Madans, Mont and Loeb also make the point that “monitoring requires measurement at multiple time periods. Cost and burden on data collection systems limits the frequency and amount of information that can be collected… Short sets of questions can be incorporated into these systems so that the information for monitoring is available at multiple points…”. In our understanding, monitoring requires tracking with tools that are sensitive to change over time, again a psychometric property required even from short sets of questions.
There is indeed a cost to data collection and while the WG-6 offer a short set that can be embedded in existing surveys, by identifying a subset of the population at risk for disability it does not mainstream disability and remains an exercise to identify a minority and their potential lack of equal participation when disaggregated for different indicators. This detracts from the fact that at least 15% of the world’s population, over a billion people, are in need of accommodating environments and the right health and social policies—this is not about a very small fraction of the population but a substantial number and hence resources need to be allocated proportionately and the disability agenda needs to be correspondingly mainstreamed.
The WG-6 is an attempt to identify the minority vulnerable population but provides little insights into how to improve their lives. In the long run, this lack of insight can impose much higher costs on the health and social security systems than that needed to run a comprehensive data collection exercise suitable to inform policy and public health interventions.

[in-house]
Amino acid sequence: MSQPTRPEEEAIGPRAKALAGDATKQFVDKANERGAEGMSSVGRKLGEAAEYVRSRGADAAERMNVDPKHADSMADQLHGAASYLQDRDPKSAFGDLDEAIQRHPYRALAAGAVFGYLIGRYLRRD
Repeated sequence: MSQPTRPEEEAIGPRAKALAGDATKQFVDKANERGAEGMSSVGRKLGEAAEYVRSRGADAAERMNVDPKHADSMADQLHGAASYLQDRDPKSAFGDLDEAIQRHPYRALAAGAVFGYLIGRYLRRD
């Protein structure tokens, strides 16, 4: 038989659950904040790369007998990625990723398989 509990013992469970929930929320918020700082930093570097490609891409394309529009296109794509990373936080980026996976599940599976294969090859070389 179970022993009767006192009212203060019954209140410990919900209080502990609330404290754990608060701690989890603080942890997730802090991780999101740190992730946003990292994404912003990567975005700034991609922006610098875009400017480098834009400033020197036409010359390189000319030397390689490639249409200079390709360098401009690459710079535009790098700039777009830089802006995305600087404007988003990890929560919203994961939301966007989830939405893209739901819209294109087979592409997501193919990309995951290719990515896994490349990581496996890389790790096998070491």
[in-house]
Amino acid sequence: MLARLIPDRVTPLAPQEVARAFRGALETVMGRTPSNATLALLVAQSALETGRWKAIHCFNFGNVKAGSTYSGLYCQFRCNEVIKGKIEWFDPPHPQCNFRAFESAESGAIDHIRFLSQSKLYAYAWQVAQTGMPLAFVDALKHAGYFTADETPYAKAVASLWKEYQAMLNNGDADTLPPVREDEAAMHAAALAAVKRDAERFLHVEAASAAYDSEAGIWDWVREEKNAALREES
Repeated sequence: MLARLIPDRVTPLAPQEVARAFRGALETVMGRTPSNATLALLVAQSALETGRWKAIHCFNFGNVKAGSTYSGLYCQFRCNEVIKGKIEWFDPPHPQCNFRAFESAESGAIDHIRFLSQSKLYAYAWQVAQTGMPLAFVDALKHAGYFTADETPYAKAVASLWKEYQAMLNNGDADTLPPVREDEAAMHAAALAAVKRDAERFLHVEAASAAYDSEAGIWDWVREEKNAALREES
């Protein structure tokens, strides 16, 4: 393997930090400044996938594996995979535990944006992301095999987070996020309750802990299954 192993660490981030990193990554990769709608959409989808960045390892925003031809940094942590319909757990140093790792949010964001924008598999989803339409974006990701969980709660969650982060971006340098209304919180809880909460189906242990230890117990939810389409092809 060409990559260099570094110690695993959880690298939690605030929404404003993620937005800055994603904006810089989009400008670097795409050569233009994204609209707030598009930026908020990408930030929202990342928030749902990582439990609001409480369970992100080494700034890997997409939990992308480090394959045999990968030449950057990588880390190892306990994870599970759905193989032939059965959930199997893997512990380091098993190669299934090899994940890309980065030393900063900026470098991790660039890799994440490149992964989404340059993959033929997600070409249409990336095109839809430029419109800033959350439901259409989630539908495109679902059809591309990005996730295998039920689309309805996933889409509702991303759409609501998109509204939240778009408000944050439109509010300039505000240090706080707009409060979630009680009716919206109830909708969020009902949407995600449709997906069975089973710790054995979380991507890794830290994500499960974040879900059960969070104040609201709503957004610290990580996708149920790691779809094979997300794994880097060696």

In the end, any disability data collection technique has to be fit for purpose. If a country’s purpose in collecting data is to determine the frequency of respondents who experience high levels of impairments and decrements in capacity in six basic domains (which may or may not be statistically robust enough to capture this sub-population), then the WG screener questions are a straightforward way to accomplish that.
However, if a country wishes to invest its resources to respond appropriately and adequately to the call of persons with disabilities to enhance their participation and social inclusion through reasonable accommodations, mainstreaming of services and social inclusion, it should direct its resources to collecting robust data in order to inform programmes and policies that maximize the outcome of interest: full participation. These are not merely ideal aspirations but the expressed directives of the United Nations Convention on the Rights of Persons with Disabilities, and targets of several of the Sustainable Development Goals. The MDS strategy, we believe, stands a much better chance of meeting these enormous challenges.


Both the views expressed in the manuscript “Measuring Disability: Comparing the Impact of Two Data Collection Approaches on Disability Rates” [2] and in this reply to “A Comment on Developing Statistical Measures of Disability” [1] are those of the authors and do not necessarily represent views or policies of the World Health Organization and the World Bank.

Conflicts of Interest

The authors declare no conflict of interest.


  1. Madans, J.H.; Mont, D.; Loeb, M.E. Madans. Comments on Sabariego et al. Measuring disability: Comparing the impact of two data collection approaches on disability rates. Int. J. Environ. Res. Public Health 2015, 12, 10329–10351. Int. J. Environ. Res. Public Health 2016, 13. [Google Scholar] [CrossRef]
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  3. Furukawa, T.A.; Kessler, R.C.; Slade, T.; Andrews, G. The performance of the K6 and K10 screening scales for psychological distress in the Australian National Survey of Mental Health and Well-Being. Psy. Med. 2003, 33, 357–362. [Google Scholar] [CrossRef]
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  5. International Classification of Functioning, Disability and Health: ICF; World Health Organization: Geneva, Switzland, 2001.